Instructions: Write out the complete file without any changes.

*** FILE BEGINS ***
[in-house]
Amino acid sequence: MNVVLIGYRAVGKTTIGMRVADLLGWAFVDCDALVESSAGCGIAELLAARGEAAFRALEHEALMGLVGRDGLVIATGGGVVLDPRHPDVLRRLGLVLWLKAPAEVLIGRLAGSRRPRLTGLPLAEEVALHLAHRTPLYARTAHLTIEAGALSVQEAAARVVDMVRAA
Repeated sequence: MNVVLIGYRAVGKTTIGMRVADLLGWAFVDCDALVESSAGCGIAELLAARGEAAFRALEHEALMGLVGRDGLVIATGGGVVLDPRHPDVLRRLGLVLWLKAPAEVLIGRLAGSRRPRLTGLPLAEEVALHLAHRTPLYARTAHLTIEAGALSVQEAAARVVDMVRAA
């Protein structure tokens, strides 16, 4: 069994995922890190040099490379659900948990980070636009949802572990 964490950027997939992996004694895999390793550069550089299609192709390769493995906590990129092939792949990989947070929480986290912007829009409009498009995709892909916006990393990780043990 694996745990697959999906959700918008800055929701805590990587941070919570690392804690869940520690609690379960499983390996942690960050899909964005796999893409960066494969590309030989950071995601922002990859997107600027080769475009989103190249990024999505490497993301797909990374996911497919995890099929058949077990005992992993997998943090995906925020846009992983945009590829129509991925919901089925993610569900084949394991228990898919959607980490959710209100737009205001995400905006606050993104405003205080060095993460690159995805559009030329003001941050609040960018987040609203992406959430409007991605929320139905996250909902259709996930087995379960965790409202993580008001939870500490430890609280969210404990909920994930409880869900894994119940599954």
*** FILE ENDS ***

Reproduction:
[in-house]
Amino acid sequence: MNVVLIGYRAVGKTTIGMRVADLLGWAFVDCDALVESSAGCGIAELLAARGEAAFRALEHEALMGLVGRDGLVIATGGGVVLDPRHPDVLRRLGLVLWLKAPAEVLIGRLAGSRRPRLTGLPLAEEVALHLAHRTPLYARTAHLTIEAGALSVQEAAARVVDMVRAA
Repeated sequence: MNVVLIGYRAVGKTTIGMRVADLLGWAFVDCDALVESSAGCGIAELLAARGEAAFRALEHEALMGLVGRDGLVIATGGGVVLDPRHPDVLRRLGLVLWLKAPAEVLIGRLAGSRRPRLTGLPLAEEVALHLAHRTPLYARTAHLTIEAGALSVQEAAARVVDMVRAA
């Protein structure tokens, strides 16, 4: 069994995922890190040099490379659900948990980070636009949802572990 964490950027997939992996004694895999390793550069550089299609192709390769493995906590990129092939792949990989947070929480986290912007829009409009498009995709892909916006990393990780043990 694996745990697959999906959700918008800055929701805590990587941070919570690392804690869940520690609690379960499983390996942690960050899909964005796999893409960066494969590309030989950071995601922002990859997107600027080769475009989103190249990024999505490497993301797909990374996911497919995890099929058949077990005992992993997998943090995906925020846009992983945009590829129509991925919901089925993610569900084949394991228990898919959607980490959710209100737009205001995400905006606050993104405003205080060095993460690159995805559009030329003001941050609040960018987040609203992406959430409007991605929320139905996250909902259709996930087995379960965790409202993580008001939870500490430890609280969210404990909920994930409880869900894994119940599954």